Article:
After years of rumors and near-closures, the legendary Ziegfeld Theater finally shut its doors for good this week. The 1,300-seat Ziegfeld, which first opened in 1969, was the city's last big single-screen cinema left. The space will reopen as the Ziegfeld Ballroom by fall 2017, but cinephiles got one last chance to appreciate its splendors on Thursday night with a final showing of Star Wars: The Force Awakens.

David Mack was there, and captured the scene in the photographs above. "It was amazing," he told us. "I've been going since I was a kid. My mom took me there to see Close Encounters in the '70s and dozens of other movies. I have so many movie memories from there."

Mack said the hundreds of people who showed up for the final viewing on Thursday were just as emotional about bidding adieu to one of the best movie theaters in the city as him: "No one [wanted] to leave once the movie ended. People sang, took tons of pictures and yes, people were crying (including me)," he said. "It was an institution. I will miss it forever. I'm glad I got to take my daughter there a couple of times."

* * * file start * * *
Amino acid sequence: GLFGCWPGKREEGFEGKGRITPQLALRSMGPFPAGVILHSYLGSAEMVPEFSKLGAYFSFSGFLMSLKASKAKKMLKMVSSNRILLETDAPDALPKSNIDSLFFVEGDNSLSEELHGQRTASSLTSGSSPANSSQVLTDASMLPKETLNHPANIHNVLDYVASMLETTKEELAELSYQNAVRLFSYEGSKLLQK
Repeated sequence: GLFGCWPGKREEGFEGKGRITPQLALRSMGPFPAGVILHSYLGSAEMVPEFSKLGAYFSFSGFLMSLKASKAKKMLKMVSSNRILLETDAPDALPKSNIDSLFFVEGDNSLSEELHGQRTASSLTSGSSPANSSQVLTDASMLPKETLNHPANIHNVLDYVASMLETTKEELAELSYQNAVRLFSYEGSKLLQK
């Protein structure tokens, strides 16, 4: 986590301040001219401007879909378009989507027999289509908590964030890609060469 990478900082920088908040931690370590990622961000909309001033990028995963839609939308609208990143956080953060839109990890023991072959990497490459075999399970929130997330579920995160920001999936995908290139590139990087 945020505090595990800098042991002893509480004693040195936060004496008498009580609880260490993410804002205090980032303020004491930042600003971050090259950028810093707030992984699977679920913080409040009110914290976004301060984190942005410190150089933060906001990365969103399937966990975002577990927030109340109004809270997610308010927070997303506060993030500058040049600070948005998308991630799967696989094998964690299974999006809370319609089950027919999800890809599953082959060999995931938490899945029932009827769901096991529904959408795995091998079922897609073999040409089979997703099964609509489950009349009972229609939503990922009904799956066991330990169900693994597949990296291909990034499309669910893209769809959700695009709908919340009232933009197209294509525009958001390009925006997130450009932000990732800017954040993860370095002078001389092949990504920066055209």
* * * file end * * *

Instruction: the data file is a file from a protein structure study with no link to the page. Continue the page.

He added that management allowed people to walk around and take photos for half an hour after the movie ended. "To say goodbye," he said. "They looked in shock too."

The writing had been on the wall long before James Dolan and Cablevision took over the theater and shrugged off its death sentence. The theatre had been losing over $1 million annually, according to some reports. As Screencrush writer Matt Singer, who was also at the final showing, put it, "We all knew the end was coming. It’s not surprising the Ziegfeld’s closing; it’s more surprising that it lasted this long. That doesn’t make this news any less depressing."

The Ziegfeld was also home to one of the best bathrooms in NYC. As commenter Rdayk put it a few years ago: "The Ziegfeld Theatre has the most opulent bathroom. Each stall has its own sink and vanity in addition to the toilet. It isn't public, though, I think you have to buy a movie ticket to use it. But if you find yourself at the Ziegfeld (the only grand old cinema left in Manhattan), be sure to use the bathroom!"

"It’s a piece of New York history," Andre Salerno told the Post as he waited on line Thursday. "Another one bites the dust. They don’t really make movie palaces like this anymore."